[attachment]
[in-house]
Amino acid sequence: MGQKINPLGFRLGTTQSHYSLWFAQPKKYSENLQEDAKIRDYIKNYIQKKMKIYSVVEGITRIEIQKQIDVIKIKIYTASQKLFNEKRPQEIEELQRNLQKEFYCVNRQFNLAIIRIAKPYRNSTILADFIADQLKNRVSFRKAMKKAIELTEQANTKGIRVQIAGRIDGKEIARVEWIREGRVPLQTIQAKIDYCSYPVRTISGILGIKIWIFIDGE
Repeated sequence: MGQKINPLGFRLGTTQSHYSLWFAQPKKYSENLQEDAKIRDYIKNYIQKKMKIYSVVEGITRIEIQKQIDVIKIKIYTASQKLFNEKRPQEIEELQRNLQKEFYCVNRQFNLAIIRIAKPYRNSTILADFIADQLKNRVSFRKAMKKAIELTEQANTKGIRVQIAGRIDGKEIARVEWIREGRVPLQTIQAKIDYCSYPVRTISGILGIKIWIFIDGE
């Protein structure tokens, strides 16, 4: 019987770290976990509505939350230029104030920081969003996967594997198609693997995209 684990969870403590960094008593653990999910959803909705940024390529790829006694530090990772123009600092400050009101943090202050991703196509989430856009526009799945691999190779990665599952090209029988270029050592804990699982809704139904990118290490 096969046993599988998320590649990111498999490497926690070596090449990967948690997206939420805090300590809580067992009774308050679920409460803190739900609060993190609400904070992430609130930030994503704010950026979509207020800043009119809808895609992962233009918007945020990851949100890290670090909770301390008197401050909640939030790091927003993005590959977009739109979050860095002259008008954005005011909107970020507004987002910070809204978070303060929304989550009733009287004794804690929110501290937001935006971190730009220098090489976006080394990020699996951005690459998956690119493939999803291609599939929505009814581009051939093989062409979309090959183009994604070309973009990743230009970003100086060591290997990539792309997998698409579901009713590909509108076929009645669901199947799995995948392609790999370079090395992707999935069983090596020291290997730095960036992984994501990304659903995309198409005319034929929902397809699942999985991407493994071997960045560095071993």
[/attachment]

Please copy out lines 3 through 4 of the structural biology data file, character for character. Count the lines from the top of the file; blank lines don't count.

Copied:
Repeated sequence: MGQKINPLGFRLGTTQSHYSLWFAQPKKYSENLQEDAKIRDYIKNYIQKKMKIYSVVEGITRIEIQKQIDVIKIKIYTASQKLFNEKRPQEIEELQRNLQKEFYCVNRQFNLAIIRIAKPYRNSTILADFIADQLKNRVSFRKAMKKAIELTEQANTKGIRVQIAGRIDGKEIARVEWIREGRVPLQTIQAKIDYCSYPVRTISGILGIKIWIFIDGE
């Protein structure tokens, strides 16, 4: 019987770290976990509505939350230029104030920081969003996967594997198609693997995209 684990969870403590960094008593653990999910959803909705940024390529790829006694530090990772123009600092400050009101943090202050991703196509989430856009526009799945691999190779990665599952090209029988270029050592804990699982809704139904990118290490 096969046993599988998320590649990111498999490497926690070596090449990967948690997206939420805090300590809580067992009774308050679920409460803190739900609060993190609400904070992430609130930030994503704010950026979509207020800043009119809808895609992962233009918007945020990851949100890290670090909770301390008197401050909640939030790091927003993005590959977009739109979050860095002259008008954005005011909107970020507004987002910070809204978070303060929304989550009733009287004794804690929110501290937001935006971190730009220098090489976006080394990020699996951005690459998956690119493939999803291609599939929505009814581009051939093989062409979309090959183009994604070309973009990743230009970003100086060591290997990539792309997998698409579901009713590909509108076929009645669901199947799995995948392609790999370079090395992707999935069983090596020291290997730095960036992984994501990304659903995309198409005319034929929902397809699942999985991407493994071997960045560095071993």